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Office of Workers' Compensation Programs
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Division of Longshore and Harbor Workers' Compensation (DLHWC)

Region IV — Longshore Procedures

The Law

The program was enacted by Congress in 1927, with the passage of the Longshore and Harbor Workers’ Compensation Act. Our Office is under the Office of Workers Compensation Programs which also administers the Black Lung Act and the Federal Employees' Compensation Act. The Office of Workers' Compensation Programs is responsible for administering the Longshore Act through 13 District Offices located throughout the United States. The Longshore Act also includes three other Acts for which the same laws apply:

Nonappropriated Fund Instrumentalities Act - Employees of facilities on military bases that provide support services to military personnel, such as Post Exchanges, bowling alleys, etc. The wages of these employees are not paid from Government funds — they are paid from the profits of the facility, i.e., Nonappropriated funds.

Outer Continental Shelf Lands Act - Covers Primarily Oil rig employees.

Defense Base Act - Contractors with the United States on overseas bases. Cases are initially reported to the New York, Boston, or Honolulu District Offices, depending on which side of the world the injury occurs, and then transferred to the District Office that is responsible for the State in which the claimant resides.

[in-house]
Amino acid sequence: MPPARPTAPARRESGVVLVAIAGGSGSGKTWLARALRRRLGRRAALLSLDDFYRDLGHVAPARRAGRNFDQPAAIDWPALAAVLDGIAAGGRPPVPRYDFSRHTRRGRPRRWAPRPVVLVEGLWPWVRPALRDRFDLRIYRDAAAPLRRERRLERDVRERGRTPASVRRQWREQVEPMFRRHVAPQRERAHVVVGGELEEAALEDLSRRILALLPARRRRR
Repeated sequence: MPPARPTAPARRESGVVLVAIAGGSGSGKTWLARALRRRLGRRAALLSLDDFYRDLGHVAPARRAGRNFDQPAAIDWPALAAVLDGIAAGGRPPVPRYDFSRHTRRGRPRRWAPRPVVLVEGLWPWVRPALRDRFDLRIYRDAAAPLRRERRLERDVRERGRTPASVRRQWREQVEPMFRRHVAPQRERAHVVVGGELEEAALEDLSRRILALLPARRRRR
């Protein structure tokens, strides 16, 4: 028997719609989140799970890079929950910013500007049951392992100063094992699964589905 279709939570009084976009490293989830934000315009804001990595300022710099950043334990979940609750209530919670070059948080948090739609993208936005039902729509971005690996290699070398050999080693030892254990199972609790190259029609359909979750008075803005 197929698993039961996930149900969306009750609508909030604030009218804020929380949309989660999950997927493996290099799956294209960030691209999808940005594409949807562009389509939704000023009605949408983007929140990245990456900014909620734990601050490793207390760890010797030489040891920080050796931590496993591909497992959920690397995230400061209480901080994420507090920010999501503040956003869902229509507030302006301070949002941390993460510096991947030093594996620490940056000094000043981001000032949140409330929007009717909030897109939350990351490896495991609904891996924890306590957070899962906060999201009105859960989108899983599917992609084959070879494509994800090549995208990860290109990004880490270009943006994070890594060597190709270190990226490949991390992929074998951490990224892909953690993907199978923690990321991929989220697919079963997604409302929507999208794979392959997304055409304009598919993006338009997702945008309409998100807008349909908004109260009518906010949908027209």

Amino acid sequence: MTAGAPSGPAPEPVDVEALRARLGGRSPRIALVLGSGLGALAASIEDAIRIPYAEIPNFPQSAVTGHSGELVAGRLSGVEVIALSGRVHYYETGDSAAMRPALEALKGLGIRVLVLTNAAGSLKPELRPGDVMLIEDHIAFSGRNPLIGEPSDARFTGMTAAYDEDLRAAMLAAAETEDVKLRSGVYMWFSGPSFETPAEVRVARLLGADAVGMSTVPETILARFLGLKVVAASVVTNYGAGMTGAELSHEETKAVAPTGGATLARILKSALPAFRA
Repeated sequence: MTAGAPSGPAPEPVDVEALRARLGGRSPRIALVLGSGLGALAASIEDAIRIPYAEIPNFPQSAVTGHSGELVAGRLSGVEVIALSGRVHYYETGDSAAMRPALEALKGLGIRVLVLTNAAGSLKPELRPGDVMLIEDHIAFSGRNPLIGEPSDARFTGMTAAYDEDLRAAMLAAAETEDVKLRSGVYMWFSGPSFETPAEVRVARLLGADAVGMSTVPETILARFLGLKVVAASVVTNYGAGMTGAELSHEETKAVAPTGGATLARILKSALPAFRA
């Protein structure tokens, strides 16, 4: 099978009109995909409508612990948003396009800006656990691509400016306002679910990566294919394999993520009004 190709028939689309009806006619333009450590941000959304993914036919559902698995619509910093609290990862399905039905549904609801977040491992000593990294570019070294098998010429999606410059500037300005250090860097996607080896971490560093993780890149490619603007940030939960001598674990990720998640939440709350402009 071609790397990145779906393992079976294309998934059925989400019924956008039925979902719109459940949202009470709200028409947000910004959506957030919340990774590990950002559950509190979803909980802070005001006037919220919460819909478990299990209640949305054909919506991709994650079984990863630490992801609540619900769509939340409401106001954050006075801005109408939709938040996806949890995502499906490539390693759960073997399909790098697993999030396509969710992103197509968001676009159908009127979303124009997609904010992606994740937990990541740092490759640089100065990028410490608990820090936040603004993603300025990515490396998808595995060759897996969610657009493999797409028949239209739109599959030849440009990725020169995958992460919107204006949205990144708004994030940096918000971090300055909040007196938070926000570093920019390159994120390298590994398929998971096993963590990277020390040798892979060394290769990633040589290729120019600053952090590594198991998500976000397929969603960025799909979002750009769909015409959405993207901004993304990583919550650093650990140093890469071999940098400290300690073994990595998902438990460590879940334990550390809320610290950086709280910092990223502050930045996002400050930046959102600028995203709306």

Despite the widely diverse employment activities covered by these Acts, the same compensation rates and rules apply to the administration of these Acts as they do to the Longshore Act


The District Office in Jacksonville is responsible for the 7 southeastern states from Alabama to the west to Tennessee and Kentucky to the north. As of April 1, 1996, all new injuries occurring in the state of Mississippi are filed in our District 7 Office in New Orleans. However, our office still handles all injury claims which occurred in the state of Mississippi prior to April 1, 1996. We adjudicate claims informally by letter, telephone, and in face to face meetings between the parties known as Informal Conferences.

Case Handling

When the First Report of Injury is received in the District Office from the employer, we jacket the report and give it a case file number. At the same time, a postcard is automatically sent to the insurance carrier or Servicing Agency with the hope that all future correspondence will contain our case file number. Last year, our office received over 138,000 pieces of mail — so it is important that the case file number is put on each piece of mail so that it can be easily matched with the case file and taken to the Claims Examiner for review and/or any indicated action. At the present, we have 2 mail room employees to do this work.

The new cases are taken to the Claims Examiner within 30 days of jacketing. There are 8 Claims Examiners authorized for the Jacksonville District Office. The Claims Examiners have a Contact Representative assisting them. These Reps are experienced in the handling of Longshore claims and will be able to help you in many instances without referral to the Claims Examiner. You are encouraged to speak with the Contact Rep when you initially contact our office and try to resolve any problems you may have. If they cannot help, then the call will be referred to the Claims Examiner for a return call.